Computer 'Gaydar' Can Determine Your Sexuality By Scanning A Photograph

Photo: Wikimedia (National Institute of Standards and Technology)

In a study from Stanford University, scientists have successfully tested a computer algorithm that could plausibly discern an individual's sexual orientation, merely by scanning a photograph of that person.

According to the study findings, artificial intelligence was able to correctly distinguish between gay and straight men 81% of the time, and 74% for women.

But in response to the study, people have begun to raise questions about the ethics of facial-detection technology. 

From The Guardian:

The machine intelligence tested in the research, which was published in the Journal of Personality and Social Psychology and first reported in the Economist, was based on a sample of more than 35,000 facial images that men and women publicly posted on a US dating website. The researchers, Michal Kosinski and Yilun Wang, extracted features from the images using “deep neural networks”, meaning a sophisticated mathematical system that learns to analyze visuals based on a large dataset.

The research found that gay men and women tended to have “gender-atypical” features, expressions and “grooming styles”, essentially meaning gay men appeared more feminine and vice versa. The data also identified certain trends, including that gay men had narrower jaws, longer noses and larger foreheads than straight men, and that gay women had larger jaws and smaller foreheads compared to straight women.

Human judges performed much worse than the algorithm, accurately identifying orientation only 61% of the time for men and 54% for women. When the software reviewed five images per person, it was even more successful – 91% of the time with men and 83% with women. Broadly, that means “faces contain much more information about sexual orientation than can be perceived and interpreted by the human brain”, the authors wrote.

The paper suggested that the findings provide “strong support” for the theory that sexual orientation stems from exposure to certain hormones before birth, meaning people are born gay and being queer is not a choice. The machine’s lower success rate for women also could support the notion that female sexual orientation is more fluid.

While the findings have clear limits when it comes to gender and sexuality – people of color were not included in the study, and there was no consideration of transgender or bisexual people – the implications for artificial intelligence (AI) are vast and alarming. With billions of facial images of people stored on social media sites and in government databases, the researchers suggested that public data could be used to detect people’s sexual orientation without their consent.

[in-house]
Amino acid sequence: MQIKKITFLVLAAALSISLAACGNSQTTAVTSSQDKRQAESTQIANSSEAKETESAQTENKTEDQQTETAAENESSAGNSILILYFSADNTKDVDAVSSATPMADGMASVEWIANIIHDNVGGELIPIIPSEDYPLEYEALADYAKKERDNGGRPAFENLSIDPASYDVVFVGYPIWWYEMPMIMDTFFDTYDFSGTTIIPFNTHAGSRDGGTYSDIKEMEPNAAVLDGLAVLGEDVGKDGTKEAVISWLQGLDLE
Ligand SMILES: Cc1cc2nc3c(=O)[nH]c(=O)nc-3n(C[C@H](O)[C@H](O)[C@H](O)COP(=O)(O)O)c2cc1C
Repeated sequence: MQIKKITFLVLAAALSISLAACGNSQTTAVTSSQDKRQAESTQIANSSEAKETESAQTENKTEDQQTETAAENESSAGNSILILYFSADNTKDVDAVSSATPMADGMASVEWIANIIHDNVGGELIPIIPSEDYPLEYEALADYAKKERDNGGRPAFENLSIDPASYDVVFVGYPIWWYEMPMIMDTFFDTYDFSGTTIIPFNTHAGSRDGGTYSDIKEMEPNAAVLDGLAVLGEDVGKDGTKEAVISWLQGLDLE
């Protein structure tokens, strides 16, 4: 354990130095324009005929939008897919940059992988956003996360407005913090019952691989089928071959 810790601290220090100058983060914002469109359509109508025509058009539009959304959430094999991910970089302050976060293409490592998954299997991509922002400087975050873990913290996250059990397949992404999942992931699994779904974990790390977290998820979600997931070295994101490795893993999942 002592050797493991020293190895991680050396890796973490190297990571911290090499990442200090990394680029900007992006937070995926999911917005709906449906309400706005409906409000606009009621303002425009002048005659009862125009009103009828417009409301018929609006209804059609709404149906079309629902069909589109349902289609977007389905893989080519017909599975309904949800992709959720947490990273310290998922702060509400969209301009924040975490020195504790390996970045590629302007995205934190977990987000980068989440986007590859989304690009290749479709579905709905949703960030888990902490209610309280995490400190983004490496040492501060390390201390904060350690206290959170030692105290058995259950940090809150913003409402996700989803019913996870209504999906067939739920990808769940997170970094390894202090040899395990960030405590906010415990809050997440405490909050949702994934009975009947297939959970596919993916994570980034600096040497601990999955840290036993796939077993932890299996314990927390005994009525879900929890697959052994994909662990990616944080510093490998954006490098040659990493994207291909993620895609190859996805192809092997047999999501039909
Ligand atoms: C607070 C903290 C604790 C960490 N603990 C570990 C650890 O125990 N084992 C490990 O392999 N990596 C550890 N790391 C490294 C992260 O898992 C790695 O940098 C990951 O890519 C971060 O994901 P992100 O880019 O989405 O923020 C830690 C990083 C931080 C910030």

Even the authors of the study are concerned about the potential for misuse of the technology.

They write:

Some people may wonder if such findings should be made public lest they inspire the very application that we are warning against. We share this concern. However, as the governments and companies seem to be already deploying face-based classifiers aimed at detecting intimate traits (Chin & Lin, 2017; Lubin, 2016), there is an urgent need for making policymakers, the general public, and gay communities aware of the risks that they might be facing already.

Delaying or abandoning the publication of these findings could deprive individuals of the chance to take preventive measures and policymakers the ability to introduce legislation to protect people. Moreover, this work does not offer any advantage to those who may be developing or deploying classification algorithms, apart from emphasizing the ethical implications of their work. We used widely available off-the-shelf tools, publicly available data, and methods well known to computer vision practitioners.

We did not create a privacy-invading tool, but rather showed that basic and widely used methods pose serious privacy threats. We hope that our findings will inform the public and policymakers, and inspire them to design technologies and write policies that reduce the risks faced by homosexual communities across the world.

 

 

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 I think gay men are more likely to have their heads' tilted down like a swan, I call it "swan neck."  It gives you the appearance of having a narrower jaw, larger forehead and longer nose.

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Although 91% is an impressive score, it still falls well below the threshold for significance.  We really shouldn't read too much into this.  Plus, we should be extra cautious about drawing too many conclusions from reviews of academic articles by lay journalists especially when they use words like "suggest" and "could support."  Those words are pundit/activist/academic BullS*** Speak for "we really want there to be a connection, but we just can't prove it."

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